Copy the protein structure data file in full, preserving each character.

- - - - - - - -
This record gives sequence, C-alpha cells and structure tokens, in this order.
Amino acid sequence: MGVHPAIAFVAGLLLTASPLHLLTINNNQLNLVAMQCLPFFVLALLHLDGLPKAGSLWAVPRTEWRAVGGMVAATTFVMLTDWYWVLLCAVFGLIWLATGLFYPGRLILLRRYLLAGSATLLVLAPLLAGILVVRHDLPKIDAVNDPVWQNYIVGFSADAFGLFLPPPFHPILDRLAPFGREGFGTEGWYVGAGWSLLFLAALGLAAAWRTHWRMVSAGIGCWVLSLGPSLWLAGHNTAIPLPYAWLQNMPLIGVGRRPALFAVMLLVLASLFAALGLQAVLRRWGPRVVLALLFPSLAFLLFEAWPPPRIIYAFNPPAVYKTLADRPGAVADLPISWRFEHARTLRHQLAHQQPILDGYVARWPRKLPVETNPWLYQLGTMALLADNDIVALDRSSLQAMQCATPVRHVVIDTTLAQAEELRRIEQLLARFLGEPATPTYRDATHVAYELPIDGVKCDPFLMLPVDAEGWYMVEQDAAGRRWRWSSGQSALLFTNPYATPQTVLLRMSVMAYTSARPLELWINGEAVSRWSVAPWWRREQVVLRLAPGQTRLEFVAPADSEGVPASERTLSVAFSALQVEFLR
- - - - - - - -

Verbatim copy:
This record gives sequence, C-alpha cells and structure tokens, in this order.
Amino acid sequence: MGVHPAIAFVAGLLLTASPLHLLTINNNQLNLVAMQCLPFFVLALLHLDGLPKAGSLWAVPRTEWRAVGGMVAATTFVMLTDWYWVLLCAVFGLIWLATGLFYPGRLILLRRYLLAGSATLLVLAPLLAGILVVRHDLPKIDAVNDPVWQNYIVGFSADAFGLFLPPPFHPILDRLAPFGREGFGTEGWYVGAGWSLLFLAALGLAAAWRTHWRMVSAGIGCWVLSLGPSLWLAGHNTAIPLPYAWLQNMPLIGVGRRPALFAVMLLVLASLFAALGLQAVLRRWGPRVVLALLFPSLAFLLFEAWPPPRIIYAFNPPAVYKTLADRPGAVADLPISWRFEHARTLRHQLAHQQPILDGYVARWPRKLPVETNPWLYQLGTMALLADNDIVALDRSSLQAMQCATPVRHVVIDTTLAQAEELRRIEQLLARFLGEPATPTYRDATHVAYELPIDGVKCDPFLMLPVDAEGWYMVEQDAAGRRWRWSSGQSALLFTNPYATPQTVLLRMSVMAYTSARPLELWINGEAVSRWSVAPWWRREQVVLRLAPGQTRLEFVAPADSEGVPASERTLSVAFSALQVEFLR